The number of antelope saiga in their Kazakhstan heartland, according to the first aerial survey in two years, has increased from 334,000 to 842,000.
BBC News reported, there were worries the animal species was on the brink of extinction after a "mass die-off" in 2015. Upsetting illustrations of carcasses strewn over the steppes landed the headlines all over the world.
After a series of conservation measures that include a government crackdown on poaching and local and international conservation work, figures have begun to bounce back.
That, according to the Association for the Conservation of Biodiversity, Kazakhstan's Albert Salemgareyev, along with the species' natural resilience, offers hope for their failure.
He added antelope saiga species are giving birth to twins every year, giving high potential for the species to rapidly recover.
The Antelope Saiga
A similar Radio New Zealand report specified, the saiga has seen an intense turnaround. However, even with the present boom, figures will never come back to the millions approximated in Soviet times because of the looming threats, which include the effect of state infrastructure projects, as well as oil and gas development, Salemgareyev explained.
The most recent survey, conducted in April this year, presented not just a big rise in the total numbers, but the one specific population as well, in Ustyurt in the south of the country, has made such an intense recovery.
In 2015, EnviroLink reported, were barely over 1,000 animals left on the site, although there has been a big rise to 12,000 in the census this year.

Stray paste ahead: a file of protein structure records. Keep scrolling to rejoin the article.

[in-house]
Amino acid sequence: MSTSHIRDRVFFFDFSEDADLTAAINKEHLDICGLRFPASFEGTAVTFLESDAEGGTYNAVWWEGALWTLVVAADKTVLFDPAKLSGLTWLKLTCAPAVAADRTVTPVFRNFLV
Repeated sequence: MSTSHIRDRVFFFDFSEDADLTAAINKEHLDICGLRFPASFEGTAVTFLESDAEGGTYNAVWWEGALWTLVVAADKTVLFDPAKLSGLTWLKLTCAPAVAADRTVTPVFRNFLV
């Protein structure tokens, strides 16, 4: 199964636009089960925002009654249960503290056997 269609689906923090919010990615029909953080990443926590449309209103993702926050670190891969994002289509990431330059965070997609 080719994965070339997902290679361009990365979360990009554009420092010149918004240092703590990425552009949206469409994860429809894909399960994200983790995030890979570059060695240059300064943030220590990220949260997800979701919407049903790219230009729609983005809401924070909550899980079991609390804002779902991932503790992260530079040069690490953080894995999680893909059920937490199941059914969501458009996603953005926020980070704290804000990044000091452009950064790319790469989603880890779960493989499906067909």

Fauna & Fauna International, the United Kingdom-based non-profit organization, has been engaged in initiatives to shield the Ustyurt populace by forming a new anti-poaching ranger team and using satellite collaring to monitor movements of saiga.
FFI senior program manager for Central Asia, David Gill said, the new census was the best evidence yet that decades of conservation initiatives to shield the saiga were paying off.
The program manager warned, though, against satisfaction, explaining that saiga migrates through huge areas. Therefore, future development and infrastructure project that might fragment its habitat stay a concern.
Gill also said this new data, though, is "cause for celebration." There is little truly vast wilderness, he said, like the steppes of central Asia, left on Earth.
To know that saiga herds are still traversing them in their thousands, as they have done since prehistoric times, is an encouraging thought for those of us who want those wildernesses to remain."
Critically Endangered Antelope Species
The International Union for Conservation of Nature categorizes the antelope saga among five critically endangered antelope species.
The numbers of species, going by the scientific name Saiga tatarica, have jumped by over 90 percent in the late 20th Century, coming near extinction a lot of times.
Kazakhstan is home to most of the saiga worldwide, even though the antelope can be found as well, in Southern Russia and Uzbekistan.
In 10 years after the independence of Kazakhstan, the animal was pushed to the brink through its horns' poaching, which is priced in Chinese medicine.
Recovering Population to Nearly 1 Million
Recent years have seen measures taken by the Kazakh government to protect the population of saiga, including a crackdown on poaching, penalties of a maximum of 12-year imprisonment, and the establishment of nature reserves.
According to conservation initiative international coordinator Stephanie Ward from the Frankfurt Zoological Society, the antelope is among very few living creatures to have freely run among both Neanderthal humans and the 21st Century's humans.
Ward added, it is exciting to see their figures begin to recover to levels close to 1,000,000 individuals, and it speaks volumes about the commitment of the Government of Kazakhstan to their protection.
The 2015 die-off was blamed on the microbe previously present in the saiga, which turned into a fatal killer because of humidity and higher-than-average daily temperatures on the grasslands.
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